Successful Sale

The equity investor’s payout is $1,000,000.

If, however, the company sells for $500,000, the debt investor would be in a better position. As a creditor, the company will pay them before paying the equity investor. Only once the company repays all creditors, can it distribute the remaining funds. If our debt investor was the only creditor, the company would pay them $100,000, plus $10,494 in interest. This leaves $389,506 for distribution between the shareholders.

Our equity investor will receive 10% of the surplus, being $38,950 (a loss of 61%).

Unsuccessful Sale

The debt investor’s payout is $110,494.

The equity investor’s payout is $38,950.

However, if our equity investor had negotiated preferred equity, they would be only slightly worse off than our debt investor. Out of the surplus funds, the preferred equity investor would receive their entire $100,000 investment back (assuming a 1 x non-participating liquidation preference) and the remaining $289,506 will be left to distribute between the ordinary shareholders.

Unsuccessful Sale

The preferred equity investor’s payout is $100,000.

Liquidation of the Company

When a company goes into liquidation, a liquidator comes on board. The liquidator’s primary duty is to all of the company’s creditors. The shareholders rank behind the creditors. Also, depending on the nature of the company’s debts, shareholders often receive nothing in an insolvent liquidation.

Therefore, if a company cannot pay its debts and goes into liquidation, the debt investor will be better off. The company will pay them before the equity investor and the preferred equity investor.

The debt investor’s payout will depend on where they sit in comparison to other creditors. For example, if there are secured creditors, they will be paid before the unsecured creditors. If there are any surplus funds left once the company has paid all the creditors, the liquidator will consider equity investors. As with a sale, the company will pay preferred equity investors before ordinary shareholders due to their liquidation preferences.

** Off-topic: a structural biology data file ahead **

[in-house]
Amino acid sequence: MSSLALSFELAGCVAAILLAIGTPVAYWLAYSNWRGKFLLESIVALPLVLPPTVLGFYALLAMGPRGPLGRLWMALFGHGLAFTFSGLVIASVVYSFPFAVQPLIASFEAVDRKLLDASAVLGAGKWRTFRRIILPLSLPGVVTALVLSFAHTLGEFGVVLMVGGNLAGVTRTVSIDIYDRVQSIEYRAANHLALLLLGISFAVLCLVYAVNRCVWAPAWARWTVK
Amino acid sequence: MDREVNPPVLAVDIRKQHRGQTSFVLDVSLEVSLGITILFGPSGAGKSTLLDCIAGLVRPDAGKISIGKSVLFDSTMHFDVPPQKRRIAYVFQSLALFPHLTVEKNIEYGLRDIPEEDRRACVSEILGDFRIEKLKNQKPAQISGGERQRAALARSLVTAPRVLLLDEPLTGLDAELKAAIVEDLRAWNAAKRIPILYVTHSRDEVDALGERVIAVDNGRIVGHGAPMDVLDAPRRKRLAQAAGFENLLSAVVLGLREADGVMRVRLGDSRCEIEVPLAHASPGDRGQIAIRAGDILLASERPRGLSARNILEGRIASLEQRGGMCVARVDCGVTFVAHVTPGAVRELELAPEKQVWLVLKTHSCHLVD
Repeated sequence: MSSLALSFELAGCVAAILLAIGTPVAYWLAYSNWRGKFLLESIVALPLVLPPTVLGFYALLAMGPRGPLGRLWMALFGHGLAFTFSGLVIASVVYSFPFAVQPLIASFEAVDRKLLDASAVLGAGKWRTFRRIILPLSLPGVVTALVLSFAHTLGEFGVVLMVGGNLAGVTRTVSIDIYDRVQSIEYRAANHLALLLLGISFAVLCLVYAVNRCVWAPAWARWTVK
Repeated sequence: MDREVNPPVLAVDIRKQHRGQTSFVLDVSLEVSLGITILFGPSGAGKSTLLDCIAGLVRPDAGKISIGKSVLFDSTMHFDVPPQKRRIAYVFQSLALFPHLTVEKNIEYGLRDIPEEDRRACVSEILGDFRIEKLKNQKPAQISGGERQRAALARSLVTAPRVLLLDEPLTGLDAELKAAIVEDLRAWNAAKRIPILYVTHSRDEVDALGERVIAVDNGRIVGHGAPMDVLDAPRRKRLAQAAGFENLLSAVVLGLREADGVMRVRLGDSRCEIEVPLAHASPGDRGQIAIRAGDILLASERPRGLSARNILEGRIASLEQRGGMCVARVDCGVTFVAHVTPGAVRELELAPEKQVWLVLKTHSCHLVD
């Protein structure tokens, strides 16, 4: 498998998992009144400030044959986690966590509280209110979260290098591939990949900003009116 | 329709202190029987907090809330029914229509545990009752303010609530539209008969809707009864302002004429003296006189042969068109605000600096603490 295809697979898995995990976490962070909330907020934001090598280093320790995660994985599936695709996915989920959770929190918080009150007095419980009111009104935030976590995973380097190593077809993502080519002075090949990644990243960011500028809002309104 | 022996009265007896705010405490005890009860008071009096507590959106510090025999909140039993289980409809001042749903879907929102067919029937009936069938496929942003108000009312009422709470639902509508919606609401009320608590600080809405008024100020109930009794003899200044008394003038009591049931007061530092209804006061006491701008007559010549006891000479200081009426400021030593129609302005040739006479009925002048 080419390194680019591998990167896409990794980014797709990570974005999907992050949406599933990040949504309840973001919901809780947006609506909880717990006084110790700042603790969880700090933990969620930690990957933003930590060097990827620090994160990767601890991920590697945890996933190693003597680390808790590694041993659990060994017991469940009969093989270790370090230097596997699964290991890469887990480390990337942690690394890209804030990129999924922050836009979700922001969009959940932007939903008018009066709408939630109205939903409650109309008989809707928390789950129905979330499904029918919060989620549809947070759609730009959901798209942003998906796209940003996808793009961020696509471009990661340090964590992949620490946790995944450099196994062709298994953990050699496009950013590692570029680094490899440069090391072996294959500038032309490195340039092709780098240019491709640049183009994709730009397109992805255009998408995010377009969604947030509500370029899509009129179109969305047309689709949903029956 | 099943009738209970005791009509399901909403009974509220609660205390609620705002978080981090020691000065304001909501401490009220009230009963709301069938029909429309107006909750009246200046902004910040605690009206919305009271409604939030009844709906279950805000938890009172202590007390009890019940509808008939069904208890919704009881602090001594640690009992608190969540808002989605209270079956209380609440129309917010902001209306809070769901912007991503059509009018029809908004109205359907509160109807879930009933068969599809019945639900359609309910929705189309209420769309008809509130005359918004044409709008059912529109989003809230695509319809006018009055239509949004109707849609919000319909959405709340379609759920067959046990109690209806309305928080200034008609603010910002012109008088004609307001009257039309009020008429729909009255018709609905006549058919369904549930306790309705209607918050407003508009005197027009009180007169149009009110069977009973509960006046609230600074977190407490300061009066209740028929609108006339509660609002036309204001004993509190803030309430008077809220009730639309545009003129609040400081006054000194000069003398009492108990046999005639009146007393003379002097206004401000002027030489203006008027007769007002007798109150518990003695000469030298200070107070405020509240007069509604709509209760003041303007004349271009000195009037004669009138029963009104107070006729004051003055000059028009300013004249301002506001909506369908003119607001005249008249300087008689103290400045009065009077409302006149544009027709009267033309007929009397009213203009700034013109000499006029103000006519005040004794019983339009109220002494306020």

Key Takeaways

Debt and equity investment are different. Neither method is superior overall. Instead, an investor should consider the level of risk they are willing to take. A lower risk investment is a secured debt investment. However, the rate of return in this situation is capped at the accrued interest. An equity investment has the potential for a much higher return, but there is also a higher chance of the investor not getting their money back at all. Some investors attempt to mitigate this risk by negotiating preferred equity terms on their investment. If you require assistance with your investment into a private company or more information about debt and equity investment, contact LegalVision’s business lawyers on 0800 005 570 or fill out the form on this page.

Frequently Asked Questions

What is debt investment?

Debt investment is where you loan the company money, where the company will promise to pay this money back at a future date. You can document this arrangement with a loan agreement.

What is equity investment?

Equity investment is where you purchase shares in the company at an agreed valuation, hoping that the business will grow in value. The aim is to receive a significant return when you sell the company’s shares.

How does liquidation affect my investment?

Upon liquidation, a liquidator will first seek to pay back all of the company’s creditors. Company shareholders rank behind the creditors. If you are a debt investor, the company will pay you back before the equity investor and the preferred equity investor. If there are any surplus funds left once the company has paid all the creditors, the liquidator will consider equity investors.